In order to address the neglect of Secretariats/Commissions in the judicial processes of regional integration organisations, this conference invites original, scientific contributions especially from law, sociology, political science and history that address questions relating to how the presence or absence of these organs affect the work of regional international courts. Among others, contributions can address the position and functions of Commissions in the institutional framework of regional organisations; the legitimating influence of the Commissions; the relationships between Commissions, regional international courts and member states; the contribution and impact of Commissions on the effectiveness of regional international courts; and the role of Commissions in advancing the ‘international rule of law’ in their respective organisational frameworks. We particularly encourage papers which explore the role of Commissions in less studied regional integration systems such as those in Africa, Latin America and the Caribbean.
Paper proposals/abstracts no longer than 400 words should kindly be submitted to Solomon.Ebobrah@jur.ku.dk by 15 September 2015.
- Richard Ashby Wilson, Foreword
- Francisco Ferrándiz & Antonius C. G. M. Robben, Introduction: The Ethnography of Exhumations
- Luis Fondebrider, Forensic Anthropology and the Investigation of Political Violence: Lessons Learned from Latin America and the Balkans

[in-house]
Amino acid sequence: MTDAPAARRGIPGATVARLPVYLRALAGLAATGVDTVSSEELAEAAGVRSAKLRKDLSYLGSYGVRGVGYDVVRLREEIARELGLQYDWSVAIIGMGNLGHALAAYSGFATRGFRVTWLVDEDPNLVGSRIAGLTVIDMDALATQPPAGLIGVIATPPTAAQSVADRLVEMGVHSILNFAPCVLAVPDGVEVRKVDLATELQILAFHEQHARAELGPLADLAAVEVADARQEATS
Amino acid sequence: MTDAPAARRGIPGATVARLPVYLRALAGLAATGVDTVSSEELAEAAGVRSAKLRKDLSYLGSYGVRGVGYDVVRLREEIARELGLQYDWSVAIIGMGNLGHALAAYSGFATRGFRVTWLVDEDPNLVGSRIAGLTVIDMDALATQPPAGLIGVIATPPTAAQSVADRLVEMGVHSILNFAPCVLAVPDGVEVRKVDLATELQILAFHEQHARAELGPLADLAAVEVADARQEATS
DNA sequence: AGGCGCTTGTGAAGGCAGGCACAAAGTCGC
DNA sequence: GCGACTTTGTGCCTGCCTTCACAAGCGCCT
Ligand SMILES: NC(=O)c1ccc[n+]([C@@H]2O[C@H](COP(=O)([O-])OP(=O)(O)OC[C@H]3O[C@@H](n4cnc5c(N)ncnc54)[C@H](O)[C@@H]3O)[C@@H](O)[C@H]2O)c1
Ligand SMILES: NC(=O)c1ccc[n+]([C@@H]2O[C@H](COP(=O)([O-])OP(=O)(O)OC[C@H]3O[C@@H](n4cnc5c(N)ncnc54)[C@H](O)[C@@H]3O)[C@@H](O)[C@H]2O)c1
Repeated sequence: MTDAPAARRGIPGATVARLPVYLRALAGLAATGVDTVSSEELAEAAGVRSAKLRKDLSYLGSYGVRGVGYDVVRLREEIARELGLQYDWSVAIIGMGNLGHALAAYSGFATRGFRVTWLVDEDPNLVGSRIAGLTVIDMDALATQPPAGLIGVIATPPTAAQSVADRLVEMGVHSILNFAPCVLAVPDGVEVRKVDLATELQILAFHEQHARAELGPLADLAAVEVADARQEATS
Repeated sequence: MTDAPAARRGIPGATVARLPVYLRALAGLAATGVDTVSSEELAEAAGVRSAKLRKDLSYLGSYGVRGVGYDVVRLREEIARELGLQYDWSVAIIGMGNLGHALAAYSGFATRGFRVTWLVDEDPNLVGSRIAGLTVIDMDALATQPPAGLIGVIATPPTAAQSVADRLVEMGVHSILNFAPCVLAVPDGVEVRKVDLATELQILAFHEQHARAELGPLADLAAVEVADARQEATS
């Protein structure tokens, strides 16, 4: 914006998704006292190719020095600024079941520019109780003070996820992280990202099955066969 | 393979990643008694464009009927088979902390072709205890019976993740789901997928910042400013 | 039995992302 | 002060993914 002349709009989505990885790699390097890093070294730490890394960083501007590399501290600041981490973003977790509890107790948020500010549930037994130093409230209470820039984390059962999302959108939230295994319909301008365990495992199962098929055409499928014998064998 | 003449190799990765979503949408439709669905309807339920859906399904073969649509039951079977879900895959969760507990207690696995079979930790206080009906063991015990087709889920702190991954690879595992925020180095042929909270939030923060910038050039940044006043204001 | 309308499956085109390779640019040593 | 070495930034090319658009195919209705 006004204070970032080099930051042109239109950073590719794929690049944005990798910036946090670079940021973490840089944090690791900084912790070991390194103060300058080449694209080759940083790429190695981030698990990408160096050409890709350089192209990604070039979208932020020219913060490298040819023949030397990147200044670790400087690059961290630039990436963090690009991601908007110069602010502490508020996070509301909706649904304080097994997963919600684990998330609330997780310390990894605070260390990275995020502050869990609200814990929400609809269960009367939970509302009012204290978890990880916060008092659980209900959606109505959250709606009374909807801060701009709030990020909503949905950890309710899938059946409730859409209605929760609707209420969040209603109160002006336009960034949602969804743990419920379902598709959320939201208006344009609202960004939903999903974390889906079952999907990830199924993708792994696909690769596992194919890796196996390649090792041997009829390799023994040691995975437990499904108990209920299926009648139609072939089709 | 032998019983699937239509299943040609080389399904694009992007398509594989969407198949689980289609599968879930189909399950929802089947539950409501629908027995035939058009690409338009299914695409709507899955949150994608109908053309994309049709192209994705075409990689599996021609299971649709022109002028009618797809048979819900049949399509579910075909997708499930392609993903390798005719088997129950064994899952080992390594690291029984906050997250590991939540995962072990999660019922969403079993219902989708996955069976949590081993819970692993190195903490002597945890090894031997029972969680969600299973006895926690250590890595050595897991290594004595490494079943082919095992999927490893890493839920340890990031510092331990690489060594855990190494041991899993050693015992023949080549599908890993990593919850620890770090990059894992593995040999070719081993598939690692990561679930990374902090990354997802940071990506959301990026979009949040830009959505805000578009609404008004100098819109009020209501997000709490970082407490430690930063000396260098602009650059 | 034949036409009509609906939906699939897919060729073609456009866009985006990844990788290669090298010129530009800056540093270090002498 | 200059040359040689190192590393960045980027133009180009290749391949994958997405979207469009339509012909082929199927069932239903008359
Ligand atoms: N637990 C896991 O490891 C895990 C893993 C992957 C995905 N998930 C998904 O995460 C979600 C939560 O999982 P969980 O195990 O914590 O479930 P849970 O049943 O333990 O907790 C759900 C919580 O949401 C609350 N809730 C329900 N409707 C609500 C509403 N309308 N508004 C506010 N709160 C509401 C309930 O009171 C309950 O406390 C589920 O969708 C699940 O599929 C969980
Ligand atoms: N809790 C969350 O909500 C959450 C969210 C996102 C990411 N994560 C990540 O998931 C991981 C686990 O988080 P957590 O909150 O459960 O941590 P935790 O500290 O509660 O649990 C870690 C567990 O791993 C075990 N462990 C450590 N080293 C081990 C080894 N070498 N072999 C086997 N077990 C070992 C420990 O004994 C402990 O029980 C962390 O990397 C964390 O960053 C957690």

- Antonius C.G.M. Robben, Exhumations, Territoriality, and Necropolitics in Chile and Argentina
- Heonik Kwon, Korean War Mass Graves
- Francisco Ferrándiz, Mass Graves, Landscapes of Terror: A Spanish Tale
- Sarah Wagner, The Quandaries of Partial and Commingled Remains: Srebrenica's Missing and Korean War Casualties Compared
- Francesco Torres, Photo Essay: 9/11: Absence, Sediment, and Memory
- Katerina Stefatos & Iosif Kovras, Buried Silences of the Greek Civil War
- Isaias Rojas-Perez, Death in Transition: The Truth Commission and the Politics of Reburial in Postconflict Peru
- Elena Lesley, Death on Display: Bones and Bodies in Cambodia and Rwanda
- Zoë Crossland, Epilogue
Sunday, July 19, 2015
- P. Ridder & M.-P. Weller, The impact of « force majeure » on german contracts
- D. Philippe, Le bouleversement de l'économie contractuelle en droit belge
- M.A. Prado & F.L. Matthes, Déséquilibre économique du contrat en droit brésilien
- S. Han, Basic issues for understanding change of circumstances under Chinese contract law
- A.M. Garro, Force majeure, hardship and other excuses
- P. Accaoui Lorfing, L'obligation de renégociation du contrat
- P. Stoffel-munck, Hardship, force majeure : an insight into french law
- Lucas Carlos Lima, Weighting the evidential value of expert opinion: The Whaling Case
- Natalino Ronzitti, The immunity of State organs – A reply to Pisillo Mazzeschi
- Benedetto Conforti, A few remarks on the functional immunity of the organs of foreign States
INTERNATIONAL CRIMINAL LAW
The International Criminal Law Interest Group will hold a day-long works-in-progress workshop on December 4, 2015 at Columbia University Law School in New York. We invite you to submit abstracts (500 words max) to email@example.com and Rebecca.Hamilton@law.columbia.edu by August 15th. Draft papers will be due by November 16th.
Depending on the number of abstracts submitted, we may be able to include a session for early stage projects. If you would be interested in participating in such a session, please let us know by August 15th.
Meg deGuzman and Bec Hamilton
Co-Chairs, International Criminal Law Interest Group